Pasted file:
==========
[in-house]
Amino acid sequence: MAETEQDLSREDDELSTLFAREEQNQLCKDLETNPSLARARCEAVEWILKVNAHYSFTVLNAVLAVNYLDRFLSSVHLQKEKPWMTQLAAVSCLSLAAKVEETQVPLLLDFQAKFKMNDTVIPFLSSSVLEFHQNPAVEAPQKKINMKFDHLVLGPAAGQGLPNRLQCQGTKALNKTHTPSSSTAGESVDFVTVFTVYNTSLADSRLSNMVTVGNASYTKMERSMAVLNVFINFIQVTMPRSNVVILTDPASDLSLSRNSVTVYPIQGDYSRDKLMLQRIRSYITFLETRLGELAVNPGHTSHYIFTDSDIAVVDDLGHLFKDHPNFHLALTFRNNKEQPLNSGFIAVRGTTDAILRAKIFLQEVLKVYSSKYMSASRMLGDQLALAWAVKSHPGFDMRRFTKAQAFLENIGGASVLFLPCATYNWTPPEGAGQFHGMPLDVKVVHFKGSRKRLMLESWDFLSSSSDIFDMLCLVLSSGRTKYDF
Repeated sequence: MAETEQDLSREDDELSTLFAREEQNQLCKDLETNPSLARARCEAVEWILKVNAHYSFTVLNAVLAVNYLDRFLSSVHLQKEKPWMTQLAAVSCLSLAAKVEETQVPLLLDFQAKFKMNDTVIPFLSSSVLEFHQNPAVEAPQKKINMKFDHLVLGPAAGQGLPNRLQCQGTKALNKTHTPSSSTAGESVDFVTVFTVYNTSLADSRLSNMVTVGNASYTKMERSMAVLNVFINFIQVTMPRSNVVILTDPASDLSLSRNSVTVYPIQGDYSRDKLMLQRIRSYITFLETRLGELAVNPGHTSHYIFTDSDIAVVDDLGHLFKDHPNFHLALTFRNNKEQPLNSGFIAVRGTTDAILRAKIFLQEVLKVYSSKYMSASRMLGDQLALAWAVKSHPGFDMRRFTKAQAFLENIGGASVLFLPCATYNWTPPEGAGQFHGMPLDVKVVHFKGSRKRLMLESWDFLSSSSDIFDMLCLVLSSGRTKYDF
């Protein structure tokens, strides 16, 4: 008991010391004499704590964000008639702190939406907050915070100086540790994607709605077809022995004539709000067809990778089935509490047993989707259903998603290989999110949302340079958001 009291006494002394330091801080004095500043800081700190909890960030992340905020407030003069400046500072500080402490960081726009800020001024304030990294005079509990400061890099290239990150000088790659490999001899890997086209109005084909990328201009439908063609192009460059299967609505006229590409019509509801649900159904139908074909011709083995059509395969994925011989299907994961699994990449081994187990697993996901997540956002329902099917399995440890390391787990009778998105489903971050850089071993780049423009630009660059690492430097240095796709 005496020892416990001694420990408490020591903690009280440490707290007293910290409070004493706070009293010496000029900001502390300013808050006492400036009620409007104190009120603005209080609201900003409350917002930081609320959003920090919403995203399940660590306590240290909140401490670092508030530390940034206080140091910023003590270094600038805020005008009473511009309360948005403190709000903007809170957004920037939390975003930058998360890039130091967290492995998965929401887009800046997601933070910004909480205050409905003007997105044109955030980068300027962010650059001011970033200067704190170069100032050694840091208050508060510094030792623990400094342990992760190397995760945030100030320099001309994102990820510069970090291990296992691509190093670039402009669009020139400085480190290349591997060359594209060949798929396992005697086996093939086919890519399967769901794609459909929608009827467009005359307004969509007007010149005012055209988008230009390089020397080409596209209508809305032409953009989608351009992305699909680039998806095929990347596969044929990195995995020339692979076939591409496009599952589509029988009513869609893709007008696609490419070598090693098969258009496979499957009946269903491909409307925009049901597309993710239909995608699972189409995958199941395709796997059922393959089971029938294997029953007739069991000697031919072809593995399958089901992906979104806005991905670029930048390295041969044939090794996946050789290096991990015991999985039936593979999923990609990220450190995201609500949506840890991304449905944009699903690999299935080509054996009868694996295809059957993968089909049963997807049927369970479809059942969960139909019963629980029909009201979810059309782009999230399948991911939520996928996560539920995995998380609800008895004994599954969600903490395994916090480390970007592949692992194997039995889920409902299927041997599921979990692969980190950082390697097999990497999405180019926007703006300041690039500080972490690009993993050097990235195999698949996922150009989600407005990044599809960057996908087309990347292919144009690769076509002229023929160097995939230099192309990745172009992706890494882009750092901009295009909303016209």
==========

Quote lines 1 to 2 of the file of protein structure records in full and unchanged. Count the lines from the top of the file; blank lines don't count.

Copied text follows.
[in-house]
Amino acid sequence: MAETEQDLSREDDELSTLFAREEQNQLCKDLETNPSLARARCEAVEWILKVNAHYSFTVLNAVLAVNYLDRFLSSVHLQKEKPWMTQLAAVSCLSLAAKVEETQVPLLLDFQAKFKMNDTVIPFLSSSVLEFHQNPAVEAPQKKINMKFDHLVLGPAAGQGLPNRLQCQGTKALNKTHTPSSSTAGESVDFVTVFTVYNTSLADSRLSNMVTVGNASYTKMERSMAVLNVFINFIQVTMPRSNVVILTDPASDLSLSRNSVTVYPIQGDYSRDKLMLQRIRSYITFLETRLGELAVNPGHTSHYIFTDSDIAVVDDLGHLFKDHPNFHLALTFRNNKEQPLNSGFIAVRGTTDAILRAKIFLQEVLKVYSSKYMSASRMLGDQLALAWAVKSHPGFDMRRFTKAQAFLENIGGASVLFLPCATYNWTPPEGAGQFHGMPLDVKVVHFKGSRKRLMLESWDFLSSSSDIFDMLCLVLSSGRTKYDF